Originally, members of the Basic Skills project at Kanda University of International Studies were given the task of developing a new curriculum for the Basic Reading course. Recent developments, however, have complicated this task. The new course being designed has been renamed ‘Foundational Literacies’ to better reflect the move away from traditional thinking about teaching literacy and cognitive skills, and instead focus on what is called a 'Multiliteracies' pedagogical approach. A Multiliteracies pedagogy suggests a new way of looking at the idea of 'literacies' that is more compatible with the modern world, a move away from the traditional one-dimensional view of literacy. It means providing access to what learners really need in order for them both to empower themselves and to become functional, effective and successful members of what is now often labelled a 'post-Fordist' world of 'fast capitalism’. In such a society, a much larger range of skills and the capacity to interact in many different ways with many different people are essential. Older, simpler models of teaching literacy are no longer relevant. The paper will describe the process we have used so far to begin designing a completely new course, intended for an advanced stream of learners, and a justification for some of the decisions we have made in this process. The project is as yet unfinished, and is undergoing constant re-evaluation, but reading about our process and decision-making may prove useful for other teachers and course designers who currently find themselves in similar situations, or for those who are curious about what a Multiliteracies-focused curriculum may look like.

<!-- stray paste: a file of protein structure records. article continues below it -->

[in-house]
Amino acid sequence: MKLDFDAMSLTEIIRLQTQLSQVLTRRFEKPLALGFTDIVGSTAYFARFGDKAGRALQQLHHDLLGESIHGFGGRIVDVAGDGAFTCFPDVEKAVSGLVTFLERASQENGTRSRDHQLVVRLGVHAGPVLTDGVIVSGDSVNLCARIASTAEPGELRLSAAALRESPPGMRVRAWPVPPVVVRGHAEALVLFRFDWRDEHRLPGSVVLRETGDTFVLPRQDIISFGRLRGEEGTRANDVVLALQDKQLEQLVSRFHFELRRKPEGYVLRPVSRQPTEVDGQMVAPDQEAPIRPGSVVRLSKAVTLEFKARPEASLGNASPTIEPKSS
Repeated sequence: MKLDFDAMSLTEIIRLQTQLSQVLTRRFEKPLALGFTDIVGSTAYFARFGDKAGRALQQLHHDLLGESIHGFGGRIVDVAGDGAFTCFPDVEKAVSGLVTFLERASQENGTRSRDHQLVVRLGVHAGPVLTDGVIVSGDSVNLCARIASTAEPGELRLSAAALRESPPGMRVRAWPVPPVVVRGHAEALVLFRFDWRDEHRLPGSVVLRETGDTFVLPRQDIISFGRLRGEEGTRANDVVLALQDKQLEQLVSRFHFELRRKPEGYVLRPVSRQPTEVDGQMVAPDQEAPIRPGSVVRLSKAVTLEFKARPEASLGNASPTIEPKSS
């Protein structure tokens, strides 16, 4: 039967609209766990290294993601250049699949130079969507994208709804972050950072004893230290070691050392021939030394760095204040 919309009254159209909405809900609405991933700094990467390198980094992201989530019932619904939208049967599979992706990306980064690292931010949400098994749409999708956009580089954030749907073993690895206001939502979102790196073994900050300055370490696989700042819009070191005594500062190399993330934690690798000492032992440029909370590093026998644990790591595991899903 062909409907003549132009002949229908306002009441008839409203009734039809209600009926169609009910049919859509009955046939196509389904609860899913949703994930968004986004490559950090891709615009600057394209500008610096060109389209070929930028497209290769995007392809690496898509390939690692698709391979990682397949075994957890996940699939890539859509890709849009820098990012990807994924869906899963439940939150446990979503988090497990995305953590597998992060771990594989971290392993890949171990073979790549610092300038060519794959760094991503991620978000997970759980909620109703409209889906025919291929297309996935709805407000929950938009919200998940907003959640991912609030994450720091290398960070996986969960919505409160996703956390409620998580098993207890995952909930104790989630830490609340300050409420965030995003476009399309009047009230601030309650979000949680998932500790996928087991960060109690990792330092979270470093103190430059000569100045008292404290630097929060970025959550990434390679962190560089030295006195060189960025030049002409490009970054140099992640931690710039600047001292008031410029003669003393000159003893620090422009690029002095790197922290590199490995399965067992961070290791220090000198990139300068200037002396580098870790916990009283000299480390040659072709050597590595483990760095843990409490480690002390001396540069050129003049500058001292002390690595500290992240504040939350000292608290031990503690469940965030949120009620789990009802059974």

James Owens, Kanda University of International Studies, Japan
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